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TMCNet:  Brainlike computers to learn from experience [Virginian - Pilot]

[December 29, 2013]

Brainlike computers to learn from experience [Virginian - Pilot]

(Virginian - Pilot Via Acquire Media NewsEdge) By John Markoff The New York Times PALO ALTO, Calif.

Computers have entered the age when they are able to learn from their own mistakes, a development that is about to turn the digital world on its head.

The first commercial version of the new kind of computer chip is scheduled to be released in 2014. Not only can it automate tasks that now require painstaking programming - for example, moving a robot's arm smoothly and efficiently - but it also can sidestep and even tolerate errors, potentially making the term "computer crash" obsolete.


The new computing approach, already in use by some large technology companies, is based on the biological nervous system, specifically on how neurons react to stimuli and connect with other neurons to interpret information. It allows computers to absorb new information while carrying out a task, and adjust what they do based on the changing signals.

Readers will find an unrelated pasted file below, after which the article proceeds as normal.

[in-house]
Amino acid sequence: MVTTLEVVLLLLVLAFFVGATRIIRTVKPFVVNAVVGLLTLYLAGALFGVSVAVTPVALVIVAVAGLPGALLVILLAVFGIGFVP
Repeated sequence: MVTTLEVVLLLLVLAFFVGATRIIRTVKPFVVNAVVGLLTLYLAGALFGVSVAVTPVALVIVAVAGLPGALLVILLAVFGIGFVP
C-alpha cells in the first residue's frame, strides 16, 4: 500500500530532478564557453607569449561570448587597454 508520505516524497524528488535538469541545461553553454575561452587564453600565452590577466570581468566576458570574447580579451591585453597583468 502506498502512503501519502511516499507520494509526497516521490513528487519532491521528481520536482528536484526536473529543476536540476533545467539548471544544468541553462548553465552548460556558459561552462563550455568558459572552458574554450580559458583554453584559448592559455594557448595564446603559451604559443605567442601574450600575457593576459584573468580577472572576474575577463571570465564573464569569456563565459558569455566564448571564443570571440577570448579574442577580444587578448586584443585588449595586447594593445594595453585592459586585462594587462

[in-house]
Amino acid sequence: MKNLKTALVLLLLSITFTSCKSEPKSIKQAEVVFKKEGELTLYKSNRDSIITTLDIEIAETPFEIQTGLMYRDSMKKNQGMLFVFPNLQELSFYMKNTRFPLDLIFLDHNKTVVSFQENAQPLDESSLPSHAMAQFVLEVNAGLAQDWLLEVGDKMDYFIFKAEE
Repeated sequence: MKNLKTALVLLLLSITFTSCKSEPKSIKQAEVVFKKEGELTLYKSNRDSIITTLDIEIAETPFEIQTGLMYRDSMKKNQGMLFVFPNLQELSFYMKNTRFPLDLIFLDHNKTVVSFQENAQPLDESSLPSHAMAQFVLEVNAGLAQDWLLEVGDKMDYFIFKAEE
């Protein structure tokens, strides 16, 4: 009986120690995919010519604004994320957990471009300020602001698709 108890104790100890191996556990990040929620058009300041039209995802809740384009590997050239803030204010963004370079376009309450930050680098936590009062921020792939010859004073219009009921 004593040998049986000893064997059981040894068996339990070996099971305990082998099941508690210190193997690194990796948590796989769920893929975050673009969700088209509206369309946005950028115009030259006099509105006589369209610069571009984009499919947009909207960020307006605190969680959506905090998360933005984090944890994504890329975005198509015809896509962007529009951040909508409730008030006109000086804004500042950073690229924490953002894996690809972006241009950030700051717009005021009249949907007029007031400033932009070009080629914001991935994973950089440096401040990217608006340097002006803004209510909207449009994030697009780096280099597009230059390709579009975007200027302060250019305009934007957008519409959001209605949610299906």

In coming years, the approach will make possible a new generation of artificial intelligence systems that will perform some functions that humans do with ease: see, speak, listen, navigate, manipulate and control. That can hold enormous consequences for tasks like facial and speech recognition, navigation and planning, which are in elementary stages and rely heavily on human programming.

Designers say the computing style can clear the way for robots that can safely walk and drive in the physical world, although a thinking or conscious computer, a staple of science fiction, is far off on the digital horizon.

The new processors consist of electronic components that can be connected by wires that mimic biological synapses. Because they are based on large groups of neuronlike elements, they are known as neuromorphic processors.

The largest class on campus this fall at Stanford was a graduate level machine-learning course covering both statistical and biological approaches, taught by the computer scientist Andrew Ng. More than 760 students enrolled.

"That reflects the zeitgeist," said Terry Sejnowski, a computational neuroscientist at the Salk Institute, who pioneered early biologically inspired algorithms. "Everyone knows there is something big happening, and they're trying find out what it is." (c) 2013 ProQuest Information and Learning Company; All Rights Reserved.

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